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‘We need the literature of other countries to expand our
horizons and stimulate our ideas. Without it, we are not only
diminished, we are starved’
(The Times, Magnus Linklater 29/06/05)
Misfortunes of Sophy (The)
by Comtesse de Segur
Age Range: 6-8
Four-year-old Sophy is always getting up to mischief, unlike her well-behaved six-year-old cousin Paul. Sophy is lazy, selfish, greedy, tells lies, has a quick-tempered and delights in disobeying her mother while engaging in all sorts of bad behaviour.
Sophy is constantly carrying out pranks whether it's melting her favourite wax doll, standing in the rain to try and make her hair curl, making her pet donkey run faster by putting a pin in her shoe or scratching her cousin’s face so hard that she draws blood, she attracts trouble whatever she goes.
The Misfortunes of Sophy is a cautionary tale with each episode of misbehaviour teaching a moral lesson. There are many references to food, often with detailed descriptions. Sophy cannot resist the temptation of freshly baked bread and warm cream from the dairy farm. The trouble is she eats so much that it makes her sick. On another occasion, she eats almost all a box of candied fruits and apricots truffles that were delivered to her mother blaming their disappearance on rats.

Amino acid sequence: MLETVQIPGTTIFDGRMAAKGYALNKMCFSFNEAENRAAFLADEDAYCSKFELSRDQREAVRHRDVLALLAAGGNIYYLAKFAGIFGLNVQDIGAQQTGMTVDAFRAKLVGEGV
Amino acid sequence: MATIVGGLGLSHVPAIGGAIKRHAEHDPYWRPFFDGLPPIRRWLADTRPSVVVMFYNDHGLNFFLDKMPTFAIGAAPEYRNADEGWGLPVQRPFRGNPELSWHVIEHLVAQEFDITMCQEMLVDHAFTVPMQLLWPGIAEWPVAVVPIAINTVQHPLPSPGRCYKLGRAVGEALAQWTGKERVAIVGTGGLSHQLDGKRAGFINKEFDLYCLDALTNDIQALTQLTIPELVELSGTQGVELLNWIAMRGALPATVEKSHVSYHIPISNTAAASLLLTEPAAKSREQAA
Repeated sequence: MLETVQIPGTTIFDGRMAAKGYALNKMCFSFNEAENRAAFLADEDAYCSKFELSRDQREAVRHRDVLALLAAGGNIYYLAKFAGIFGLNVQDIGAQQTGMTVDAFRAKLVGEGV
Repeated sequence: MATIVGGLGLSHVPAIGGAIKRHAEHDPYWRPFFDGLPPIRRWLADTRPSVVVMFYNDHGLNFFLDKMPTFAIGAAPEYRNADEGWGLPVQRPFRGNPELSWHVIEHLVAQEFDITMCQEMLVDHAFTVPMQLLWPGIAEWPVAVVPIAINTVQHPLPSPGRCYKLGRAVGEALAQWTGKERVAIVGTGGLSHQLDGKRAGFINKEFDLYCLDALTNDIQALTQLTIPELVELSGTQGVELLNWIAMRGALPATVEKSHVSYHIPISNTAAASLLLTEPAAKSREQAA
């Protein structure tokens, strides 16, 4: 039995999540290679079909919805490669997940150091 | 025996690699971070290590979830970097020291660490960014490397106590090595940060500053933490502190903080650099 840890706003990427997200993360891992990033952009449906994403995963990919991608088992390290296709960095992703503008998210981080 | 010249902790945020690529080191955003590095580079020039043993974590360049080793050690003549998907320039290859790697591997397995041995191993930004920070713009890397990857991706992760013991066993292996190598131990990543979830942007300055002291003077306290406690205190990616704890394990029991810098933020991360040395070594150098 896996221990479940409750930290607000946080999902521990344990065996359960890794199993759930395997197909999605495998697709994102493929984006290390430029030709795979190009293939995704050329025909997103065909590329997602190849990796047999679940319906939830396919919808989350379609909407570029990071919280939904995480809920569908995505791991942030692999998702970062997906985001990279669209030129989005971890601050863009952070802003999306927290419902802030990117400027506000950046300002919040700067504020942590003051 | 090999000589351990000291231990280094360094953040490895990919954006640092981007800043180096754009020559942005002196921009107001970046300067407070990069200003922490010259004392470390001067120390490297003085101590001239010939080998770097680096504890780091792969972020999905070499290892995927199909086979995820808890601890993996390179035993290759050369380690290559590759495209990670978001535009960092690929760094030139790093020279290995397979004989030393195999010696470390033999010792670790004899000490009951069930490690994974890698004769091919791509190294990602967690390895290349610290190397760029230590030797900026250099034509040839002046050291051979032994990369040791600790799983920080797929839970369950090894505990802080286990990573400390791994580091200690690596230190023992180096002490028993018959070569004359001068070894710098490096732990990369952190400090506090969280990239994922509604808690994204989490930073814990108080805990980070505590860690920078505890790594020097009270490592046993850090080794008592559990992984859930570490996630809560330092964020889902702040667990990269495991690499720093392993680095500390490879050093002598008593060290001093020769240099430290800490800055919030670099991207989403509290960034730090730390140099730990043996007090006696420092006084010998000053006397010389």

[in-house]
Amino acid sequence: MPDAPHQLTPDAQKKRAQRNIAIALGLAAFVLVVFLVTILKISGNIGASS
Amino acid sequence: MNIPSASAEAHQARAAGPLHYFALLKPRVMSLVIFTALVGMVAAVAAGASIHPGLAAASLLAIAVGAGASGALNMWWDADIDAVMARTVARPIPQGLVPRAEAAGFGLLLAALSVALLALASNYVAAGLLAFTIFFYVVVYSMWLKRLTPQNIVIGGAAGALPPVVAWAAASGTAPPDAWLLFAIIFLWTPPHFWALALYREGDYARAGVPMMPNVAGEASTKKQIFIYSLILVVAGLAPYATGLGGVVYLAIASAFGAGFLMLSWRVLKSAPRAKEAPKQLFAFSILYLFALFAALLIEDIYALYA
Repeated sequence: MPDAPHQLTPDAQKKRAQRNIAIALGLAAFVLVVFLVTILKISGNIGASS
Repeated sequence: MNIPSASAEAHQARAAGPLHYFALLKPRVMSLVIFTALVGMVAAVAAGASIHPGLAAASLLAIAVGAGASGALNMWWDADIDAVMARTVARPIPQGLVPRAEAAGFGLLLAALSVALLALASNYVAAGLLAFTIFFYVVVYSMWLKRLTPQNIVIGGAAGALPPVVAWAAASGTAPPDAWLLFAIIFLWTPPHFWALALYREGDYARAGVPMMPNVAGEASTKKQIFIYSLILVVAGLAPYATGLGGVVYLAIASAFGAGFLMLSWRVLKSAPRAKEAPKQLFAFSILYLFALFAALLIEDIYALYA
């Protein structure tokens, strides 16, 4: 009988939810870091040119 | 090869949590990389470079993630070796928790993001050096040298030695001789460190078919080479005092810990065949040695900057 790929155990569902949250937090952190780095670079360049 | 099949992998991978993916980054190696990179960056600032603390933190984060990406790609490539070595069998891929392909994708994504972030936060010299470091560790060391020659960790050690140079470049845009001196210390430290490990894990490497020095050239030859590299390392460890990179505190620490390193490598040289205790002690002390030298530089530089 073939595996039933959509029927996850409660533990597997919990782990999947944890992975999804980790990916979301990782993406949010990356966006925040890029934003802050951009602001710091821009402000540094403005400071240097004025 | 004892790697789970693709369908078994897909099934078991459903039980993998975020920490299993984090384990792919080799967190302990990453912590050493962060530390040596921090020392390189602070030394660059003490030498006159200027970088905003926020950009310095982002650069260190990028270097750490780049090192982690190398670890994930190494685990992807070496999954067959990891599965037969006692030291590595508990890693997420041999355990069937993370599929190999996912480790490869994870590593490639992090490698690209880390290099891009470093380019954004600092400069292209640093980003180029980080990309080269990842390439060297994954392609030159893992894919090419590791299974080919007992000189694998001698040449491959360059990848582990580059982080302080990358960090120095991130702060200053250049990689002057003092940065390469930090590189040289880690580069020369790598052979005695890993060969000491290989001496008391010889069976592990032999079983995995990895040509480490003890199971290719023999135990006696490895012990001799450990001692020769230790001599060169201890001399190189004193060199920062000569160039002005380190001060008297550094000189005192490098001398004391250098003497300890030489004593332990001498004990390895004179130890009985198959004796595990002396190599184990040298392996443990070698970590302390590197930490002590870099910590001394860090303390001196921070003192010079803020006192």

French author/illustrator Sophie Rostopchine, Countess of Ségur (1799-1874) was of Russian birth and origin. She set her novel in rural Normandy of the Second French Empire with the Sophy’s family belonging to the landed nobility.
The beautifully illustrated black and white line drawings and full-colour plates by Marie Madeleine Franc-Nohain help to enhance the story.
Over time the critical reception of Segur’s work has been divided. It a book of its time with prevailing attitudes to race and gender that were commonplace when the book was written. An example of which is Sophy’s promise to her friend to bring back a ‘baby savage’ from her trip to the Americas. Many of Sophy’s misdeeds also involve unwitting animal cruelty which would not sit well with an audience today. Despite this, Segur’s books have remained consistently popular over the last 150 years demonstrated by the various editions of Les Malheurs de Sophie in English ranging from 1901-1946 as well as cinema and Television adaptations in 1949, 1979 and 2016.
Les Malheurs de Sophie, written in 1858, was the first book in the Fleurville Trilogy followed by Les petites filles modèles (Good Little Girls) 1858 and Les vacances (The Holidays) 1859. The Fleurville Trilogy was published in one volume with a new translation by Australian translator Stephanie Smee in 2011.